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Devil in the detail

Devil in the detail

Devil in the detail

Some say the De’ils deid and living in Kirkcaldy, as the old ditty goes, though, as we now know, he is in fact alive and well and serving on Her Majesty’s frigate Cumberland.

Or at least one of his minions appears to be. The nation spluttered over its cornflakes earlier this week and wondered if Hallowe’en japes had arrived early, on reading that Leading Hand Chris Cranmer, a Scots naval technician and self-professed member of the Church of Satan, had been given permission by his captain to practise as a Satanist, making him the first officially sanctioned Satanist in the armed forces.

The decision by Captain Russell Best of the Cumberland means, among other things, that the 24-year-old Cranmer, from Kirkliston in West Lothian, may worship in robes before an altar and, if killed in action or otherwise at sea, may be given an appropriate funeral, whatever that may be.

Well, look out Osama. Most of us may be excused for wondering whether the world is descending into gibbering, dark-age lunacy. New-ageism run riot, “political correctness gone mad”… or should we be more basically concerned that someone who espouses a religion or philosophy which appears to reject moral values is entrusted as part of a team controlling a fighting ship?

Despite some recent high-profile crimes linked to satanism in recent years, no-one thinks that Leading Hand Cranmer is going to eat our children – his discomfited mother has assured the press he was brought up a Christian and “doesn’t have an evil bone in his body” – but what exactly is the Church of Satan, and how will his adherence to it affect him – and, more importantly, his shipmates?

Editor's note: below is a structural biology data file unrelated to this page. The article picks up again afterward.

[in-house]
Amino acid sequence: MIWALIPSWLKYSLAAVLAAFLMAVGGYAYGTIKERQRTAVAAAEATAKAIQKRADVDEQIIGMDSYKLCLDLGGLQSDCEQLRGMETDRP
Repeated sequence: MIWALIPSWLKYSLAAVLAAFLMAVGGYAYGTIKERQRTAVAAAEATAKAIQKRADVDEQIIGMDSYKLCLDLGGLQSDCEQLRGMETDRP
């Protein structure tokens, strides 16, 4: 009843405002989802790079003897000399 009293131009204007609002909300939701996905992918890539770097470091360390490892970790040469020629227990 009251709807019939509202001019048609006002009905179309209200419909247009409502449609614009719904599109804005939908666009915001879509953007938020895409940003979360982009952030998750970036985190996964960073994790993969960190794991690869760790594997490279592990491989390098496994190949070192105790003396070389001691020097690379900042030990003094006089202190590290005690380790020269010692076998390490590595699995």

The Church of Satan was founded in 1966 – reputedly on 30 April, Walpurgisnacht – by one Anton LaVey, sometime stage hypnotist, nightclub organist and a flamboyant figure in America’s 1960s subculture, although very little of his claims about himself bear too close investigation. LaVey, who died in 1997, cultivated a Mephistophelian image and was often referred to as “the Black Pope”. He devised the organisation at least partly under the influence of the writings of the “Great Beast” himself: Aleister Crowley, “wickedest man in the world” and one-time resident of the notorious Boleskine House on the banks of Loch Ness.

Just as Crowley’s dictum was “Do what thou wilt shall be the whole of the law”, LaVey’s Church of Satan, based on LaVey’s own Satanic Bible champions Satan as a symbol of personal freedom and individualism. Its lavish website is not averse to merchandising, and states the organisation’s “articles of faith”, including the Nine Satanic Statements such as “Indulgence, not Abstinence”, “Vengeance, Not Turning the Other Cheek ” and general glorification of the “so-called sins, as they lead to physical, mental or emotional gratification.” It warns “do not harm little children” but also “If a guest in your lair annoys you, treat him cruelly and without mercy.”

“Satanism, by definition, is a philosophy in which you won’t find group hugs,” it adds with a certain sardonic humour.

For Doug Harris, director of the Reachout Trust, a Richmond-based Christian organisation that helps those who have become embroiled in the occult, the Cranmer affair goes beyond the merely laughable to concerns as to the consequences of such a philosophy within a naval vessel. “My concern is the character of the person this produces. If you read the tenets of the Church of Satan, everything is antisocial as well as anti-Christian. If you actually follow these lines – vengeance instead of forgiveness and all that – on a ship where you have a close-knit crew, you’re going to have problems there.”

But Harris’s concerns go further still: that if you start messing with what he does believe can be genuinely evil powers, you may deeply regret it: “We certainly have seen people over the years who have been involved in various forms of the occult and satanism and whose lives have been severely affected by supernatural evil and they needed deliverance.”

Chris Cranmer’s plaintive statement is that, “I didn’t want to feel I could not get out my Satanic Bible and relax in bed.” So are we to believe that this is the acceptable face of Auld Nick, comfy in carpet slippers and a cup of Horlicks?